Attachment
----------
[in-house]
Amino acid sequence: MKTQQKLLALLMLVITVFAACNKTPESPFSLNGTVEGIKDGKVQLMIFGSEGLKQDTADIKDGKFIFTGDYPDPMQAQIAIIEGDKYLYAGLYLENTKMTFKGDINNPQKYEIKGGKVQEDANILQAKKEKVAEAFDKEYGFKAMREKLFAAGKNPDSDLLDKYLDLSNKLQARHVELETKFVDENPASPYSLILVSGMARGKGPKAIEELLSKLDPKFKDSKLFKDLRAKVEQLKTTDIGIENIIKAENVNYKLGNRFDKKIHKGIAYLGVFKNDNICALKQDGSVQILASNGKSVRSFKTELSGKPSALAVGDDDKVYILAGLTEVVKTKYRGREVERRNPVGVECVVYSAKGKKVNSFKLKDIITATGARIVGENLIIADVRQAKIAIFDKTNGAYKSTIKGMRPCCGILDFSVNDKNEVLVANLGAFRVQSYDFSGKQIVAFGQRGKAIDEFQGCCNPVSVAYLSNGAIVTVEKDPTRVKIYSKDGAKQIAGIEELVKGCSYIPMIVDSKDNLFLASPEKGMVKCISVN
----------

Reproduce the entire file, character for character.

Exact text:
[in-house]
Amino acid sequence: MKTQQKLLALLMLVITVFAACNKTPESPFSLNGTVEGIKDGKVQLMIFGSEGLKQDTADIKDGKFIFTGDYPDPMQAQIAIIEGDKYLYAGLYLENTKMTFKGDINNPQKYEIKGGKVQEDANILQAKKEKVAEAFDKEYGFKAMREKLFAAGKNPDSDLLDKYLDLSNKLQARHVELETKFVDENPASPYSLILVSGMARGKGPKAIEELLSKLDPKFKDSKLFKDLRAKVEQLKTTDIGIENIIKAENVNYKLGNRFDKKIHKGIAYLGVFKNDNICALKQDGSVQILASNGKSVRSFKTELSGKPSALAVGDDDKVYILAGLTEVVKTKYRGREVERRNPVGVECVVYSAKGKKVNSFKLKDIITATGARIVGENLIIADVRQAKIAIFDKTNGAYKSTIKGMRPCCGILDFSVNDKNEVLVANLGAFRVQSYDFSGKQIVAFGQRGKAIDEFQGCCNPVSVAYLSNGAIVTVEKDPTRVKIYSKDGAKQIAGIEELVKGCSYIPMIVDSKDNLFLASPEKGMVKCISVN